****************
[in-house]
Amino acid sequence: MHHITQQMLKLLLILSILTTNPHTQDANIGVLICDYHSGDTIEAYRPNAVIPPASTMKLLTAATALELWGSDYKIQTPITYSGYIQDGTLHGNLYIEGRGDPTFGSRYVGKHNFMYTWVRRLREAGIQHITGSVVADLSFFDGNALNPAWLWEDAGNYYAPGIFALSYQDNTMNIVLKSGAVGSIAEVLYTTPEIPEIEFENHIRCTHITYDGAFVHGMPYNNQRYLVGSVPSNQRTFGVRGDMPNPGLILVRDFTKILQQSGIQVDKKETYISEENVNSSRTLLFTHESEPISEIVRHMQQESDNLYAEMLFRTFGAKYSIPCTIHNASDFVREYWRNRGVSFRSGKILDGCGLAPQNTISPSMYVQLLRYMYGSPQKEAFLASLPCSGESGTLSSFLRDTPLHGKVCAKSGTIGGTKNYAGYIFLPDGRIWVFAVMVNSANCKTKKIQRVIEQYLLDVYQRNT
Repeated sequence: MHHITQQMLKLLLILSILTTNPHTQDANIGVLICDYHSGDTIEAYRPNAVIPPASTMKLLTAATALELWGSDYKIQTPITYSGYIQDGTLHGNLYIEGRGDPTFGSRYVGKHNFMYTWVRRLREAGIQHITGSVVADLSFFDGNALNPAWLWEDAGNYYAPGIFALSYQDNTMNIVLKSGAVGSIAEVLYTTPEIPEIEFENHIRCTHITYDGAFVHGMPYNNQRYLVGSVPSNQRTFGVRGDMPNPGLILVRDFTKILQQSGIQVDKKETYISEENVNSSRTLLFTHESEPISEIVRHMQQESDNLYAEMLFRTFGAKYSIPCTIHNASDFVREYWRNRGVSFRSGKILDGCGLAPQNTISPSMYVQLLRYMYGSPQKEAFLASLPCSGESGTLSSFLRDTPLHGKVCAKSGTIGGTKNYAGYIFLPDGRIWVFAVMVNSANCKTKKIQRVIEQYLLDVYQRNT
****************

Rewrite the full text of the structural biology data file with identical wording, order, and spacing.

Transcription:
[in-house]
Amino acid sequence: MHHITQQMLKLLLILSILTTNPHTQDANIGVLICDYHSGDTIEAYRPNAVIPPASTMKLLTAATALELWGSDYKIQTPITYSGYIQDGTLHGNLYIEGRGDPTFGSRYVGKHNFMYTWVRRLREAGIQHITGSVVADLSFFDGNALNPAWLWEDAGNYYAPGIFALSYQDNTMNIVLKSGAVGSIAEVLYTTPEIPEIEFENHIRCTHITYDGAFVHGMPYNNQRYLVGSVPSNQRTFGVRGDMPNPGLILVRDFTKILQQSGIQVDKKETYISEENVNSSRTLLFTHESEPISEIVRHMQQESDNLYAEMLFRTFGAKYSIPCTIHNASDFVREYWRNRGVSFRSGKILDGCGLAPQNTISPSMYVQLLRYMYGSPQKEAFLASLPCSGESGTLSSFLRDTPLHGKVCAKSGTIGGTKNYAGYIFLPDGRIWVFAVMVNSANCKTKKIQRVIEQYLLDVYQRNT
Repeated sequence: MHHITQQMLKLLLILSILTTNPHTQDANIGVLICDYHSGDTIEAYRPNAVIPPASTMKLLTAATALELWGSDYKIQTPITYSGYIQDGTLHGNLYIEGRGDPTFGSRYVGKHNFMYTWVRRLREAGIQHITGSVVADLSFFDGNALNPAWLWEDAGNYYAPGIFALSYQDNTMNIVLKSGAVGSIAEVLYTTPEIPEIEFENHIRCTHITYDGAFVHGMPYNNQRYLVGSVPSNQRTFGVRGDMPNPGLILVRDFTKILQQSGIQVDKKETYISEENVNSSRTLLFTHESEPISEIVRHMQQESDNLYAEMLFRTFGAKYSIPCTIHNASDFVREYWRNRGVSFRSGKILDGCGLAPQNTISPSMYVQLLRYMYGSPQKEAFLASLPCSGESGTLSSFLRDTPLHGKVCAKSGTIGGTKNYAGYIFLPDGRIWVFAVMVNSANCKTKKIQRVIEQYLLDVYQRNT